Melissa Williams,” Aja Monet reads, “Darnisha Harris.” Her voice is strong; it marches along, but it shakes a little, although not from nerves. She’s performing a poem that includes the forgotten names of girls and women who’ve been injured or killed by the police. She finishes forcefully, then pauses, exhales. “Can I do that again?” she asks. “It’s my first time reading it out loud, and … ” she trails off.
Monet had written the poem — a contribution to the #SayHerName campaign, a necessary continuation of the Black Lives Matter movement focusing on overlooked police violence against women — earlier that morning. That evening, she’d read it at a vigil. Now, she was practicing on camera, surprised by the power of her own words.
As a poet, Monet is prolific. She’s been performing both music and readings for some time — at 21, she was the youngest ever winner of New York City’s Nuyorican Poet’s Café Grand Slam — and her work has brought her to France, Bermuda, and Cuba, from where her grandmother fled, and where she recently learned she still has extended family. Next month, she’ll return to visit them. But first, she wants to contribute to a campaign she believes in.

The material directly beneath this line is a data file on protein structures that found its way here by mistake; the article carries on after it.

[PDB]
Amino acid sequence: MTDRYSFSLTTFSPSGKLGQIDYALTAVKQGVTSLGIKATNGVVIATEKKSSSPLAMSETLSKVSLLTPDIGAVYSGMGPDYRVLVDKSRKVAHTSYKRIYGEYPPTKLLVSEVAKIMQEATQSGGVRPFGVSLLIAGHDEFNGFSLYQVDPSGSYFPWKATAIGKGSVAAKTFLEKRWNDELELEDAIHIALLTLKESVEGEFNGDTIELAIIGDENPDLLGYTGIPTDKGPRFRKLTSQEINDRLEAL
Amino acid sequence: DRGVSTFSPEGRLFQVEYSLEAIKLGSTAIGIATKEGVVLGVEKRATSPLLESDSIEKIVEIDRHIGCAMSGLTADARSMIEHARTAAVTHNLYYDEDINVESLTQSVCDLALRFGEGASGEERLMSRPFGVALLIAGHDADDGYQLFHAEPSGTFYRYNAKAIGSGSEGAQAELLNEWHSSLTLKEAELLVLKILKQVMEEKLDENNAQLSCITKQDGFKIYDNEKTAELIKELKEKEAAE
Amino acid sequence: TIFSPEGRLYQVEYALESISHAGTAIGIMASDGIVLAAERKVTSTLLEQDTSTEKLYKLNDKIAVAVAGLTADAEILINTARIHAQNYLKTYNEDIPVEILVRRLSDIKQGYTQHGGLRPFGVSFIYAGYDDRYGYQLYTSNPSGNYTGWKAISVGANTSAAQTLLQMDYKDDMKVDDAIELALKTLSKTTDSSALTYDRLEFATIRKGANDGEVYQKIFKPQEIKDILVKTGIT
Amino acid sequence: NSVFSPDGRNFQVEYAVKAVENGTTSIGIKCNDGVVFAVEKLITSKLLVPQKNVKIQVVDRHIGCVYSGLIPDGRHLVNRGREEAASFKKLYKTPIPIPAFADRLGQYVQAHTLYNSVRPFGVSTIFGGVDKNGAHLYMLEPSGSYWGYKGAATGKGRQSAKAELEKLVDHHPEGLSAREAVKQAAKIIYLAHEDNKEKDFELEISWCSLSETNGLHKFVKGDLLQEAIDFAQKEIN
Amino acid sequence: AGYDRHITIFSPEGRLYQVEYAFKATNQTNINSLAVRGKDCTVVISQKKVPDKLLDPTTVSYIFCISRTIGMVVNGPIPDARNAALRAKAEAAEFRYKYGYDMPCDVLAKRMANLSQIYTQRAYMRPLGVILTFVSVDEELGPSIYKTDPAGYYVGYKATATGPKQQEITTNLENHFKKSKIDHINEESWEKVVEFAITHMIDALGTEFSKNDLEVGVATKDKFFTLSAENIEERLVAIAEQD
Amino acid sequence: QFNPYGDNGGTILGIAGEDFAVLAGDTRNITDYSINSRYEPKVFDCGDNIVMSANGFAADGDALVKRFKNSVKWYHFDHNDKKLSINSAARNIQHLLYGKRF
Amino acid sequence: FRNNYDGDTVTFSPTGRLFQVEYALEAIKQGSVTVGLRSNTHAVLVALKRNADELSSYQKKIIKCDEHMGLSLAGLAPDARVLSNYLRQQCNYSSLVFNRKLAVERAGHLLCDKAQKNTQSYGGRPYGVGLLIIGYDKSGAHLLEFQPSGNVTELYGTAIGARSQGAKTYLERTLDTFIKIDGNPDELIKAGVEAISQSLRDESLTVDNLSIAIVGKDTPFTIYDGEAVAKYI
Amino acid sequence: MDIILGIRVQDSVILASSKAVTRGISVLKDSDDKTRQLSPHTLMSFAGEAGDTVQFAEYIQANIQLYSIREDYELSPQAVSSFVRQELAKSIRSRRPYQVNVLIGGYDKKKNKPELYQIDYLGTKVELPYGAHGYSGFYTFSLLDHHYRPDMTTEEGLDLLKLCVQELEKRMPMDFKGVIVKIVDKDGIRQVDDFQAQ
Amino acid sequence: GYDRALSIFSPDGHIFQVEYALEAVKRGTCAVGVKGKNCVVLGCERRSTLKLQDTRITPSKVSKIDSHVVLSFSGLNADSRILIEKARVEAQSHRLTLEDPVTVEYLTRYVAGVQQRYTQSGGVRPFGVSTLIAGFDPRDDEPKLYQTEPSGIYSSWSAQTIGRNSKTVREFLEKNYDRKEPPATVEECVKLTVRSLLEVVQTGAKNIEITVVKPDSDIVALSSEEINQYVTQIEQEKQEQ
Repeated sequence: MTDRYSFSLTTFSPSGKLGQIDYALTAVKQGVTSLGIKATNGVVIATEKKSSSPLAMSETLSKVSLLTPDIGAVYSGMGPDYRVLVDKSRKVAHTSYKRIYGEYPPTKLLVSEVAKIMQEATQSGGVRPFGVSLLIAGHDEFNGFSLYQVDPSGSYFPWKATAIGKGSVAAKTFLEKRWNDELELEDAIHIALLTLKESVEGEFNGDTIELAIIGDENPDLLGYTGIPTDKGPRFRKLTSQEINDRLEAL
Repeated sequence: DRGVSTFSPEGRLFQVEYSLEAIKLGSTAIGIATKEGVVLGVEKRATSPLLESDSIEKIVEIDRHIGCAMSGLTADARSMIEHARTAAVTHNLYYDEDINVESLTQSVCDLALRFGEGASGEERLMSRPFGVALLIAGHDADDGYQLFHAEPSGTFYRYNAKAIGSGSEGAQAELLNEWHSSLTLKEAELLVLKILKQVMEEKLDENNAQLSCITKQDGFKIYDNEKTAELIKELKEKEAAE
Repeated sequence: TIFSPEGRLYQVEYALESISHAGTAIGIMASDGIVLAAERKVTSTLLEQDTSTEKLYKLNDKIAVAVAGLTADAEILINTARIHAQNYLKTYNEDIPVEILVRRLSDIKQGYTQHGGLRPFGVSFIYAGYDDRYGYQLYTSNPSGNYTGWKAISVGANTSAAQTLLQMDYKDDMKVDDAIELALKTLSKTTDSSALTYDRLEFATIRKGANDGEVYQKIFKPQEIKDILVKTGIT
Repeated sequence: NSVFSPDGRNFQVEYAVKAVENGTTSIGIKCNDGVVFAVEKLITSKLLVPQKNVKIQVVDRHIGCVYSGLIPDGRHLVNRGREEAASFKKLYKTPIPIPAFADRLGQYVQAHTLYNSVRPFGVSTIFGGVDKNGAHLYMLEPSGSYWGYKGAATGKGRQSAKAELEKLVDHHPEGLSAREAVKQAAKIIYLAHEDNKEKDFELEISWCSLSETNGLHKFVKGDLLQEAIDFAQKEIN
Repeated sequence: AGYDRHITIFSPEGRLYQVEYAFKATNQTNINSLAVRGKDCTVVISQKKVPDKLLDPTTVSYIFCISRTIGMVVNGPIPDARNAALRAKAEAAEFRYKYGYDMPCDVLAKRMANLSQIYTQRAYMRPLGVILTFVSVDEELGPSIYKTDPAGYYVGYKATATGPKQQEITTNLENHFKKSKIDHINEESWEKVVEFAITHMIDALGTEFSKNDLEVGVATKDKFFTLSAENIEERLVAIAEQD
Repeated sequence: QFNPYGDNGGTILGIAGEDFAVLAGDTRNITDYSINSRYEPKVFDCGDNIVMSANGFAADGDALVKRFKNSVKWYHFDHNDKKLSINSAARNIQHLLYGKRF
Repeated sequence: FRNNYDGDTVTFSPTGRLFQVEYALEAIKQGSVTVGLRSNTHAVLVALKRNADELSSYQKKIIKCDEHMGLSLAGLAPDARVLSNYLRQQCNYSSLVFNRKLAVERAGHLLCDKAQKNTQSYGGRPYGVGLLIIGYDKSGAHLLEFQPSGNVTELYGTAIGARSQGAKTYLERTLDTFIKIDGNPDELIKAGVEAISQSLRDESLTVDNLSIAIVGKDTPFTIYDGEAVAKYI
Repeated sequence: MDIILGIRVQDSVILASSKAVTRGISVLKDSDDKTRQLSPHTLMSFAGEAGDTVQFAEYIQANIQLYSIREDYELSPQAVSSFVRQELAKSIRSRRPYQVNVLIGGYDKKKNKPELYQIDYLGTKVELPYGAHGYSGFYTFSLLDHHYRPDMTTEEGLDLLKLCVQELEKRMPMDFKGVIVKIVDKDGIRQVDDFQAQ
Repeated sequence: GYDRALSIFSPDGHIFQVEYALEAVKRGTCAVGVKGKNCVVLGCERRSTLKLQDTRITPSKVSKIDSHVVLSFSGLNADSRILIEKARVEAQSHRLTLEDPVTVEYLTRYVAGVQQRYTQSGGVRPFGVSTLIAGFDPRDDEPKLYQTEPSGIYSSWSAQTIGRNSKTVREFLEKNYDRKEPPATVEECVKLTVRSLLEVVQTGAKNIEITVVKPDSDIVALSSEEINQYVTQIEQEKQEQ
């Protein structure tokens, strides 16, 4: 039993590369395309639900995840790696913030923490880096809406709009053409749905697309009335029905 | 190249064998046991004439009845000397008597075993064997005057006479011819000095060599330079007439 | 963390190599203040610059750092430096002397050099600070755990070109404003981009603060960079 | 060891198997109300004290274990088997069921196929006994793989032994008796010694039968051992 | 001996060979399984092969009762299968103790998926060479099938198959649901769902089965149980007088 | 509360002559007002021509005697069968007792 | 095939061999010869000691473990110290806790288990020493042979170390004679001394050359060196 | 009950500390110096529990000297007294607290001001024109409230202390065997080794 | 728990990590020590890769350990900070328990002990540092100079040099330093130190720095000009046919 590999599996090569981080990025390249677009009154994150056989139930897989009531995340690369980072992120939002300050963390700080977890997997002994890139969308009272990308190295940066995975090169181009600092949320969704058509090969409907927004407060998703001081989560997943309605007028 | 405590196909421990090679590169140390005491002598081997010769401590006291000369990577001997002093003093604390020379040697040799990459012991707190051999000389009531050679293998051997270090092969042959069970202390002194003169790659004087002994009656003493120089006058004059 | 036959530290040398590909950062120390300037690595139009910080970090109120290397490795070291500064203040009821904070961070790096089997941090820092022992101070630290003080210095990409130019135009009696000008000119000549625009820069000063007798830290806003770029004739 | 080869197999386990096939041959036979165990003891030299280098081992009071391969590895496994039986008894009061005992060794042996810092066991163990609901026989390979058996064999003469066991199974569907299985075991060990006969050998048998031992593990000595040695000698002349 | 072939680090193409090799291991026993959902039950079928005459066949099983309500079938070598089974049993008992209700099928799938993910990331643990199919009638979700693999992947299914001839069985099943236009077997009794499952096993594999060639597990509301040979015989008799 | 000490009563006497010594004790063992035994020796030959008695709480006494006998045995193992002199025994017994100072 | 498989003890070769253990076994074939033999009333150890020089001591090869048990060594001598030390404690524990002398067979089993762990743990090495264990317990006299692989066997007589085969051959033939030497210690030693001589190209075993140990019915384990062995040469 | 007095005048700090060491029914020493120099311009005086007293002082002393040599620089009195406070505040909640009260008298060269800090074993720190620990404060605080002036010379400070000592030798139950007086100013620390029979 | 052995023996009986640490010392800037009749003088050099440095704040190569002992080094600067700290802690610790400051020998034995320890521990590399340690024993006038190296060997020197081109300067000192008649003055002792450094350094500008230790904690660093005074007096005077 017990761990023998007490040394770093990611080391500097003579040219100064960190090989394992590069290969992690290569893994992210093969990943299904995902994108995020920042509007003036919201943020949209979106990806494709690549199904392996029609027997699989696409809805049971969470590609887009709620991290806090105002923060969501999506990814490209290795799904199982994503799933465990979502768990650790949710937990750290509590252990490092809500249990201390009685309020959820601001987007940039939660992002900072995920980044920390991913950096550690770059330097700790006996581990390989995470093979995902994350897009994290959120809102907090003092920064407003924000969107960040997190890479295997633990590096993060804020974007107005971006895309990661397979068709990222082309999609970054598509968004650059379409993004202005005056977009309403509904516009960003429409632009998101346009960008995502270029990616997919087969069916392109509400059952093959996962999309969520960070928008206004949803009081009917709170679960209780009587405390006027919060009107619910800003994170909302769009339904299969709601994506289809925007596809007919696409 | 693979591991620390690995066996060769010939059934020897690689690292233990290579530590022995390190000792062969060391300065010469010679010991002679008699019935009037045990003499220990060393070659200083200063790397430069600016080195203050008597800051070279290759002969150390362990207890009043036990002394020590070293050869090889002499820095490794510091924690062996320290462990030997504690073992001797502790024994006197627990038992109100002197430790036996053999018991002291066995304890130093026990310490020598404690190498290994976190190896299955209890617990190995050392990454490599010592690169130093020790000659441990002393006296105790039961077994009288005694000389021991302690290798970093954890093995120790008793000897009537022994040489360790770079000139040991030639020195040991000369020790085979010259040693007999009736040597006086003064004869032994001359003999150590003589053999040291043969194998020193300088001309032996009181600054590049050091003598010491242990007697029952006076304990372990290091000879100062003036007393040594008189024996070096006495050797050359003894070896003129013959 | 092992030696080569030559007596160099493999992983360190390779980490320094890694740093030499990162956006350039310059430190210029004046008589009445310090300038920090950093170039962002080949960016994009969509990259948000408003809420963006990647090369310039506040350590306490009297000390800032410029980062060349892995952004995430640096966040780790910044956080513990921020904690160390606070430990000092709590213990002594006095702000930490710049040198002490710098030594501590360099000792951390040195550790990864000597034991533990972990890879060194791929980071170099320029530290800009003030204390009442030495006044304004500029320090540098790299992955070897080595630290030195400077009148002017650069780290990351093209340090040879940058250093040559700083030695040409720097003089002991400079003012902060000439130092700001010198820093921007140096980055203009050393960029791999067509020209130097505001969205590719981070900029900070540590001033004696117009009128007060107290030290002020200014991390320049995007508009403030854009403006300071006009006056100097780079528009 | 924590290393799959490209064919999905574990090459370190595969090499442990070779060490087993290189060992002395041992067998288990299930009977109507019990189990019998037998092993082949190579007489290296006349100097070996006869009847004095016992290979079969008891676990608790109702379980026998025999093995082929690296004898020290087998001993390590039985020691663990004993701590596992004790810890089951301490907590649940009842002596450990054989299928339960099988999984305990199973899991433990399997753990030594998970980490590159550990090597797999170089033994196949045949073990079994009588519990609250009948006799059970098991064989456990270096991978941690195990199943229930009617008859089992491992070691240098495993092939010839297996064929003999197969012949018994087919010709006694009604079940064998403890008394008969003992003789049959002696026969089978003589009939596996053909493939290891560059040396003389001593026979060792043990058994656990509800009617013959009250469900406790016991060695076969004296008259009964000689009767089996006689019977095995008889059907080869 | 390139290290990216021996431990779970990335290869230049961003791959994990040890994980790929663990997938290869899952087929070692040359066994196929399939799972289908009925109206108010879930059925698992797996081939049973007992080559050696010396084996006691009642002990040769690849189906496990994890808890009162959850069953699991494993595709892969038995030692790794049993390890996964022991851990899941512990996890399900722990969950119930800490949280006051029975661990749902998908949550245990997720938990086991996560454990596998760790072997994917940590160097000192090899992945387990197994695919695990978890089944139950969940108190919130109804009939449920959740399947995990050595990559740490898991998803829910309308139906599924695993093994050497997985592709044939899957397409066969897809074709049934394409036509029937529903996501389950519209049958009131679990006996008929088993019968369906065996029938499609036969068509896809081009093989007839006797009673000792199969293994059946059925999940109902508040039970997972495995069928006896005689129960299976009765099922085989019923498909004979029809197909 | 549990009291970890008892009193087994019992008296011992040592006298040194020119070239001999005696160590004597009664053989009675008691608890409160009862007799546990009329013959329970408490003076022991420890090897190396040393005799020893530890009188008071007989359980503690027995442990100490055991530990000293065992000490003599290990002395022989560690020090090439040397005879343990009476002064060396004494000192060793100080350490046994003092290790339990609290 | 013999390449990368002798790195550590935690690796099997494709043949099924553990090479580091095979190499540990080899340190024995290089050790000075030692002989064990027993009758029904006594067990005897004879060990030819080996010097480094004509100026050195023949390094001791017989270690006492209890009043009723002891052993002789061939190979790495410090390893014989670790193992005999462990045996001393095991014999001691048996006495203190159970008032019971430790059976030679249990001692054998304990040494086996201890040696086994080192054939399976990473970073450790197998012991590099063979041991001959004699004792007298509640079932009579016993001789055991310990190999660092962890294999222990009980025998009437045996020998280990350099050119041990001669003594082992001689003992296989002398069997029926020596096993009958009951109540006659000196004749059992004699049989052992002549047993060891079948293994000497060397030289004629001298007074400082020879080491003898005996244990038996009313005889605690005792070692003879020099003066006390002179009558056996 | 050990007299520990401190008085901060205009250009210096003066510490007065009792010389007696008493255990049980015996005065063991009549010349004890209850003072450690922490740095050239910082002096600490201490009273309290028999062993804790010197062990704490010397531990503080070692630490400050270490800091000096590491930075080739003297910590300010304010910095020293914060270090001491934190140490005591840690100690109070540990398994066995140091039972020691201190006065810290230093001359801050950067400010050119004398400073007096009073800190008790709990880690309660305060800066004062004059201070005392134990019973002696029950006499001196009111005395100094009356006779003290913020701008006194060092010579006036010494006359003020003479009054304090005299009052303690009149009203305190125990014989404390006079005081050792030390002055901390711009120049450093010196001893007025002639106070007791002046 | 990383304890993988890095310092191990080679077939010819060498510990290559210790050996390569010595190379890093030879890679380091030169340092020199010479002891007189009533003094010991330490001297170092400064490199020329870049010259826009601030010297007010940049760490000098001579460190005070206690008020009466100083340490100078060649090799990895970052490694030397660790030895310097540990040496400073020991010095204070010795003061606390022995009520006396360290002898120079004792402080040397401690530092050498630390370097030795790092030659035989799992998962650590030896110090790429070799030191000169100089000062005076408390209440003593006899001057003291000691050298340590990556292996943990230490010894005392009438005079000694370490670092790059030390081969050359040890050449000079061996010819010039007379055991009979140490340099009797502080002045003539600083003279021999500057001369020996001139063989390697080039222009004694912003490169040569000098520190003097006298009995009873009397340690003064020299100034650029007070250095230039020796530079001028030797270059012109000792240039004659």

Though she’s disheartened that a hashtag is necessary to capture people’s attention — “I think #SayHerName is the surface level of the issues but beneath that there is the real question of, ‘Why?’” she says — Monet wields her art to achieve social and political justice. While discussing political poetry with a fellow artist in Palestine, he observed, “Art is more political than politics.” “I feel him,” she says. “I think he’s right.”
When asked” What inspired this poem, and what inspires your poetry in general?”
“I was at an event where I read a poem in solidarity with my Palestinian brothers and sisters, and Eve Ensler was in the audience. We spoke briefly after and she admired the poem I read. I was honored and she gave me her email. I followed up immediately the next day and informed her that if she ever needed a poet at any point, I’d be there, no questions asked.
She responded with this vigil for #SayHerName and asked if I’d be willing to read a poem. I have been meditating on this issue of women of color affected by police brutality, but the poem hadn’t quite come to me yet. I started writing a piece for Rekia Boyd but it just isn’t ready to be done yet. So I woke early the morning of the vigil and forced myself to write this poem. I sat with all the names of the women and I asked them that I may find the words to do justice. They came to me hours before I had to meet with you all to record.
And maybe they’ll change, but the process of inspiration is a strange thing. For the most part, I call on my ancestors. Not to be all, “I call on my ancestors,” but it’s true. I know I’m not the only one writing when I write. I also know that more times than not inspiration is subjective. You can find inspiration in anything if you pay attention. If you’re careful enough to notice how divine this world is and we are, to be here together, creating.”